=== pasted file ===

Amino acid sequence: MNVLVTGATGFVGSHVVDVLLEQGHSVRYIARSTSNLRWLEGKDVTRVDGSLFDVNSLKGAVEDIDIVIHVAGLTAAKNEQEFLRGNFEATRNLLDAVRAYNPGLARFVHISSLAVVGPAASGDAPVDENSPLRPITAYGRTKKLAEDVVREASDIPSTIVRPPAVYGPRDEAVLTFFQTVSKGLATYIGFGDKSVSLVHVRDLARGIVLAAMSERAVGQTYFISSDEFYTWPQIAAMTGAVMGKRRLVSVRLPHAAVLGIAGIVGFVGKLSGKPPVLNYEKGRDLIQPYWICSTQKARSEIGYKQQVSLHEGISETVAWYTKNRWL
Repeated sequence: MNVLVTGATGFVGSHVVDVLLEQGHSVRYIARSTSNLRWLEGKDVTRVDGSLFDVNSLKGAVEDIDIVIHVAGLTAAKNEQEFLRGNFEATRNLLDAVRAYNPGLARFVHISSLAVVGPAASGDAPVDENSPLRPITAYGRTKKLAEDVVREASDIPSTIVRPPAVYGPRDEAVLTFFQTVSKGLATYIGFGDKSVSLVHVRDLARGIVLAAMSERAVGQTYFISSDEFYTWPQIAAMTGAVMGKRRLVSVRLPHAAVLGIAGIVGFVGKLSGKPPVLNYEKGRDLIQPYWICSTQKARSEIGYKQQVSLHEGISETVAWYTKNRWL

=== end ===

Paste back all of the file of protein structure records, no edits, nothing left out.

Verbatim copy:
Amino acid sequence: MNVLVTGATGFVGSHVVDVLLEQGHSVRYIARSTSNLRWLEGKDVTRVDGSLFDVNSLKGAVEDIDIVIHVAGLTAAKNEQEFLRGNFEATRNLLDAVRAYNPGLARFVHISSLAVVGPAASGDAPVDENSPLRPITAYGRTKKLAEDVVREASDIPSTIVRPPAVYGPRDEAVLTFFQTVSKGLATYIGFGDKSVSLVHVRDLARGIVLAAMSERAVGQTYFISSDEFYTWPQIAAMTGAVMGKRRLVSVRLPHAAVLGIAGIVGFVGKLSGKPPVLNYEKGRDLIQPYWICSTQKARSEIGYKQQVSLHEGISETVAWYTKNRWL
Repeated sequence: MNVLVTGATGFVGSHVVDVLLEQGHSVRYIARSTSNLRWLEGKDVTRVDGSLFDVNSLKGAVEDIDIVIHVAGLTAAKNEQEFLRGNFEATRNLLDAVRAYNPGLARFVHISSLAVVGPAASGDAPVDENSPLRPITAYGRTKKLAEDVVREASDIPSTIVRPPAVYGPRDEAVLTFFQTVSKGLATYIGFGDKSVSLVHVRDLARGIVLAAMSERAVGQTYFISSDEFYTWPQIAAMTGAVMGKRRLVSVRLPHAAVLGIAGIVGFVGKLSGKPPVLNYEKGRDLIQPYWICSTQKARSEIGYKQQVSLHEGISETVAWYTKNRWL